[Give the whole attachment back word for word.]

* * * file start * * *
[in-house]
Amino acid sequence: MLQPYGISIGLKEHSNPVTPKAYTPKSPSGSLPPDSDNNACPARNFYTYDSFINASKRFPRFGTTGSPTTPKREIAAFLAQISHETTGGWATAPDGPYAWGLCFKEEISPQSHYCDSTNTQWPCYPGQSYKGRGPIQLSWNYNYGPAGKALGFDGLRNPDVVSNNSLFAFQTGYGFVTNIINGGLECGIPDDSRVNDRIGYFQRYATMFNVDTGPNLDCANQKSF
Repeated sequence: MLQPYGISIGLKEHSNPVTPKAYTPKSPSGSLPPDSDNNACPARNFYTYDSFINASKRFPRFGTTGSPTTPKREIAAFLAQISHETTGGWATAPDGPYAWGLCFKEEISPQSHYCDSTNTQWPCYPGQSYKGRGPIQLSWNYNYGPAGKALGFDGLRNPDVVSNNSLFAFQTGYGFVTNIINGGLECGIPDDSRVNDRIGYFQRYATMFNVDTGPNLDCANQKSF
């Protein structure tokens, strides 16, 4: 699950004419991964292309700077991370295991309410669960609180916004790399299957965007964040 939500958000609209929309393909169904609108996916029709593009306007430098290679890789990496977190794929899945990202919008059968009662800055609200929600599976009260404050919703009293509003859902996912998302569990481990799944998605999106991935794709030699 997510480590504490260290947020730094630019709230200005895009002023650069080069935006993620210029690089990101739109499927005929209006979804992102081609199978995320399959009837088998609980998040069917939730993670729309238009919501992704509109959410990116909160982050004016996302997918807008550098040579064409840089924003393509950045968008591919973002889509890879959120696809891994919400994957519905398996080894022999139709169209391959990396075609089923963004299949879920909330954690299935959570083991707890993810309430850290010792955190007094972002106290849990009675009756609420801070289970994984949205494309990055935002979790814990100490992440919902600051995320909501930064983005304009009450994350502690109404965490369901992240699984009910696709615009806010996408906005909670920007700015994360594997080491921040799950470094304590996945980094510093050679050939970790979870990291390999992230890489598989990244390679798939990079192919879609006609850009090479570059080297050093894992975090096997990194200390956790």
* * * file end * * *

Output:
[in-house]
Amino acid sequence: MLQPYGISIGLKEHSNPVTPKAYTPKSPSGSLPPDSDNNACPARNFYTYDSFINASKRFPRFGTTGSPTTPKREIAAFLAQISHETTGGWATAPDGPYAWGLCFKEEISPQSHYCDSTNTQWPCYPGQSYKGRGPIQLSWNYNYGPAGKALGFDGLRNPDVVSNNSLFAFQTGYGFVTNIINGGLECGIPDDSRVNDRIGYFQRYATMFNVDTGPNLDCANQKSF
Repeated sequence: MLQPYGISIGLKEHSNPVTPKAYTPKSPSGSLPPDSDNNACPARNFYTYDSFINASKRFPRFGTTGSPTTPKREIAAFLAQISHETTGGWATAPDGPYAWGLCFKEEISPQSHYCDSTNTQWPCYPGQSYKGRGPIQLSWNYNYGPAGKALGFDGLRNPDVVSNNSLFAFQTGYGFVTNIINGGLECGIPDDSRVNDRIGYFQRYATMFNVDTGPNLDCANQKSF
């Protein structure tokens, strides 16, 4: 699950004419991964292309700077991370295991309410669960609180916004790399299957965007964040 939500958000609209929309393909169904609108996916029709593009306007430098290679890789990496977190794929899945990202919008059968009662800055609200929600599976009260404050919703009293509003859902996912998302569990481990799944998605999106991935794709030699 997510480590504490260290947020730094630019709230200005895009002023650069080069935006993620210029690089990101739109499927005929209006979804992102081609199978995320399959009837088998609980998040069917939730993670729309238009919501992704509109959410990116909160982050004016996302997918807008550098040579064409840089924003393509950045968008591919973002889509890879959120696809891994919400994957519905398996080894022999139709169209391959990396075609089923963004299949879920909330954690299935959570083991707890993810309430850290010792955190007094972002106290849990009675009756609420801070289970994984949205494309990055935002979790814990100490992440919902600051995320909501930064983005304009009450994350502690109404965490369901992240699984009910696709615009806010996408906005909670920007700015994360594997080491921040799950470094304590996945980094510093050679050939970790979870990291390999992230890489598989990244390679798939990079192919879609006609850009090479570059080297050093894992975090096997990194200390956790």